The Long Shadow of Canary Wharf
In April 1988, Margaret Thatcher laid the foundations of Canary Wharf; 30 years on, Jane Martinson speaks to others like her who have grown up in the shadows of the development.
In April 1988, Margaret Thatcher drove in the first pile of the building that was to be the tallest in Britain and to represent her vision of renewal, free markets and international finance. Thirty years on, journalist Jane Martinson looks back on the aspirations and speaks to those who have grown up and grown old in the shadow of Canary Wharf.
Thirty years ago, work began on a tower destined to transform London into a global financial capital. Canary Wharf, completed in 1991, heralded a new world order in which new jobs and new buildings were meant to improve the lives of all Londoners, not least the mainly white working class residents at the bottom of its 50 floors.
In 1987, the Isle of Dogs was an area of high unemployment and the highest concentration of council homes in England. Today, tensions over low paid jobs and housing are huge. While there have been winners and losers from the changes of the past three decades, the voices of these residents, particularly white working class women, have all too rarely been heard.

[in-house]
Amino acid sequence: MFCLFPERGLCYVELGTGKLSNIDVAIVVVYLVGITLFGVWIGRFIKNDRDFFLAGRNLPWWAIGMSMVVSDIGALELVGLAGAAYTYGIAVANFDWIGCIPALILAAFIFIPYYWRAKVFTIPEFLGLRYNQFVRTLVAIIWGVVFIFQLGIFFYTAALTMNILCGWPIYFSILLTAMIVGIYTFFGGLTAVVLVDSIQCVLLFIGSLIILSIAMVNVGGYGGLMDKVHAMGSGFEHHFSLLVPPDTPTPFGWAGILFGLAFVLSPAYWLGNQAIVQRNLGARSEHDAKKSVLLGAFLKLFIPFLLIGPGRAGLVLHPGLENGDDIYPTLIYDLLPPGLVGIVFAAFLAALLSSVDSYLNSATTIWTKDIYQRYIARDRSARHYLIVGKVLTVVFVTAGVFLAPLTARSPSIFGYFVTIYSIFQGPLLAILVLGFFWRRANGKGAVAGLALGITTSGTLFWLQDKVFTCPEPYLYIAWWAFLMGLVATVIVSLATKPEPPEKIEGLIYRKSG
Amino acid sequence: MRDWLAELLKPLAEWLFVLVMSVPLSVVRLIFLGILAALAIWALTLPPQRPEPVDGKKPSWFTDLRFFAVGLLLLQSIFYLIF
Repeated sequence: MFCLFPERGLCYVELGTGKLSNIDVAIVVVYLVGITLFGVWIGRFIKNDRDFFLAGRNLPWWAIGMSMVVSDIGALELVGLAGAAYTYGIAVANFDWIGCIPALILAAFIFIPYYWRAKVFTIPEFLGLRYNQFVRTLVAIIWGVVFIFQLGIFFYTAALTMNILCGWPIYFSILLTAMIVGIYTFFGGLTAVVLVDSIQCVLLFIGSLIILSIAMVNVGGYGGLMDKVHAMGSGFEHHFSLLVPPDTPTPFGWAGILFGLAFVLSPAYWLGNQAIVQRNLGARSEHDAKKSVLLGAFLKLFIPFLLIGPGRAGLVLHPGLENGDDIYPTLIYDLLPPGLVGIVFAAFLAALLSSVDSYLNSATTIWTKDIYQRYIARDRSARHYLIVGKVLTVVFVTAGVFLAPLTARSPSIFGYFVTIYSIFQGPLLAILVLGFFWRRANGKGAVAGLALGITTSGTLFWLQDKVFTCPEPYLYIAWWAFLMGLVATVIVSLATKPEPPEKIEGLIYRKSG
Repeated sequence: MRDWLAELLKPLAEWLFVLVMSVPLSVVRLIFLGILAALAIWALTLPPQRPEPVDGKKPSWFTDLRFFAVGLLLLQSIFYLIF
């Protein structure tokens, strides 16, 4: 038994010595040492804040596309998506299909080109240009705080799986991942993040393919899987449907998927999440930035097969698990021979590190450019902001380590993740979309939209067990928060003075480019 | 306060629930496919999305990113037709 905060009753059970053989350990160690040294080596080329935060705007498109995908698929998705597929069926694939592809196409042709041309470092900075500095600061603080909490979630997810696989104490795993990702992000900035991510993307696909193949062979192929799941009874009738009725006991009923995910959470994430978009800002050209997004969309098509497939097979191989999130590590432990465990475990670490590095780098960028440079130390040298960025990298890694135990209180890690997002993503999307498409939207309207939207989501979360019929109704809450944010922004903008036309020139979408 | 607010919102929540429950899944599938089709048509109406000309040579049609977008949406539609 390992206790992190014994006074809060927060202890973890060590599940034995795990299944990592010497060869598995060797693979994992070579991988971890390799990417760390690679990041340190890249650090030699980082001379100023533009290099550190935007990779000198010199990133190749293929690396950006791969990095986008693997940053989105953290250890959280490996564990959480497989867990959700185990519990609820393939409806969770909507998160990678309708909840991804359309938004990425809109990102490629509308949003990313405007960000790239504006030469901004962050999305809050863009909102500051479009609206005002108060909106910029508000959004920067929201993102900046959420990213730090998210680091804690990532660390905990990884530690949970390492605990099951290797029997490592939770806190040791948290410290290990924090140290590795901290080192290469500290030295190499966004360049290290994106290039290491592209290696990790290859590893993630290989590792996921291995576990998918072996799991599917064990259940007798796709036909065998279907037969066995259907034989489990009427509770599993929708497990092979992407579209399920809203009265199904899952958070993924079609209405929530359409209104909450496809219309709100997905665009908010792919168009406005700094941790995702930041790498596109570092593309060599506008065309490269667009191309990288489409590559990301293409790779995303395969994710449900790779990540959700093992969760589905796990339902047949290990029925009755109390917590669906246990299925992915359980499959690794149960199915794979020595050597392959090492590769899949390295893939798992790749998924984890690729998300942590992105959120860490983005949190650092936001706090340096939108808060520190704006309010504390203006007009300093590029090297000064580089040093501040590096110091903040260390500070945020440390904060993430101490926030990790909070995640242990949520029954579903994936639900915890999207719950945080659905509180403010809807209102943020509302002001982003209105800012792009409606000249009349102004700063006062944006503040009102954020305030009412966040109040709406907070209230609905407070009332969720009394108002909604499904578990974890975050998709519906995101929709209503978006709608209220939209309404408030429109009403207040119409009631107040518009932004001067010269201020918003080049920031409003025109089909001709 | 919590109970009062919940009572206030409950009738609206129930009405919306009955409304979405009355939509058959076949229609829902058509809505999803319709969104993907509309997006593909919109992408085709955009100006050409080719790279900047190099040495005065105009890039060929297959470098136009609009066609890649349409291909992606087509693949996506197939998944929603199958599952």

This programme mixes archive of the time - rich in promise of future prosperity - with a series of intimate and revealing conversations between the denizens of the Isle of Dogs today with someone who knows this area well - because it is where she grew up. Jane Martinson lived in a council house, went to the local comprehensive and worked on a local market stall on Saturdays before going on to become a journalist. Join her on a journey home to a changed Britain.